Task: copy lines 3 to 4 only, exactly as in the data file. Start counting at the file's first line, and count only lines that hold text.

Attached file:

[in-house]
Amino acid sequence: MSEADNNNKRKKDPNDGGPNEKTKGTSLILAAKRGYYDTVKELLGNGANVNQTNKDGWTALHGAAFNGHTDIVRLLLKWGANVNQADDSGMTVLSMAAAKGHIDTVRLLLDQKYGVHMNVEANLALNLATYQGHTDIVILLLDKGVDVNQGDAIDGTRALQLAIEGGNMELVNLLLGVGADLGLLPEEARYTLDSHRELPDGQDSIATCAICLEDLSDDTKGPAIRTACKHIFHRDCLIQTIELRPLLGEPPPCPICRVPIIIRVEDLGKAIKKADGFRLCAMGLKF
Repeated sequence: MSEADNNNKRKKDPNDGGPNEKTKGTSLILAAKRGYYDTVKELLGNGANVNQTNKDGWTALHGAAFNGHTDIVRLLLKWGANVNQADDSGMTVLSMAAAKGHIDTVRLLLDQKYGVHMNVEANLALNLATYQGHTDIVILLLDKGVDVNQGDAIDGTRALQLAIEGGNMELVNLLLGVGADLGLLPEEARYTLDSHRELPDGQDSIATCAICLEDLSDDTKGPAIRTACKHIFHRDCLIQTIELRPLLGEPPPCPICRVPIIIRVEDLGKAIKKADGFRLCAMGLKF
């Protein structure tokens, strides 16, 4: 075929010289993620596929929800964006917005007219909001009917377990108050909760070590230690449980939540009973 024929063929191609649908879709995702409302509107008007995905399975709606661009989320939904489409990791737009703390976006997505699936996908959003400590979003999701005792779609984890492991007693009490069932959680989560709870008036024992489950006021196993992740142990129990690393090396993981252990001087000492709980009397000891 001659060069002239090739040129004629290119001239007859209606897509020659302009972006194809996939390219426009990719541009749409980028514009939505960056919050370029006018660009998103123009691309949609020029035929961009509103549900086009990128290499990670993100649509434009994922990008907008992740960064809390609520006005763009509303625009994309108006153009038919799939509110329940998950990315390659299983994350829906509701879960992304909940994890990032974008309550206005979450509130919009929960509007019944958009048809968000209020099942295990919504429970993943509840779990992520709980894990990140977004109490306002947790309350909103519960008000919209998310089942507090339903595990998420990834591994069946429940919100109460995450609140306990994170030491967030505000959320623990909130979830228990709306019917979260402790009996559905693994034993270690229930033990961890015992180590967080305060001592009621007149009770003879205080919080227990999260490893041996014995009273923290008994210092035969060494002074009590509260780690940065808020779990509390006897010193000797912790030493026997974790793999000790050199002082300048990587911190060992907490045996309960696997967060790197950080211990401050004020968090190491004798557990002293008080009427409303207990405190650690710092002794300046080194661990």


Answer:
Repeated sequence: MSEADNNNKRKKDPNDGGPNEKTKGTSLILAAKRGYYDTVKELLGNGANVNQTNKDGWTALHGAAFNGHTDIVRLLLKWGANVNQADDSGMTVLSMAAAKGHIDTVRLLLDQKYGVHMNVEANLALNLATYQGHTDIVILLLDKGVDVNQGDAIDGTRALQLAIEGGNMELVNLLLGVGADLGLLPEEARYTLDSHRELPDGQDSIATCAICLEDLSDDTKGPAIRTACKHIFHRDCLIQTIELRPLLGEPPPCPICRVPIIIRVEDLGKAIKKADGFRLCAMGLKF
């Protein structure tokens, strides 16, 4: 075929010289993620596929929800964006917005007219909001009917377990108050909760070590230690449980939540009973 024929063929191609649908879709995702409302509107008007995905399975709606661009989320939904489409990791737009703390976006997505699936996908959003400590979003999701005792779609984890492991007693009490069932959680989560709870008036024992489950006021196993992740142990129990690393090396993981252990001087000492709980009397000891 001659060069002239090739040129004629290119001239007859209606897509020659302009972006194809996939390219426009990719541009749409980028514009939505960056919050370029006018660009998103123009691309949609020029035929961009509103549900086009990128290499990670993100649509434009994922990008907008992740960064809390609520006005763009509303625009994309108006153009038919799939509110329940998950990315390659299983994350829906509701879960992304909940994890990032974008309550206005979450509130919009929960509007019944958009048809968000209020099942295990919504429970993943509840779990992520709980894990990140977004109490306002947790309350909103519960008000919209998310089942507090339903595990998420990834591994069946429940919100109460995450609140306990994170030491967030505000959320623990909130979830228990709306019917979260402790009996559905693994034993270690229930033990961890015992180590967080305060001592009621007149009770003879205080919080227990999260490893041996014995009273923290008994210092035969060494002074009590509260780690940065808020779990509390006897010193000797912790030493026997974790793999000790050199002082300048990587911190060992907490045996309960696997967060790197950080211990401050004020968090190491004798557990002293008080009427409303207990405190650690710092002794300046080194661990």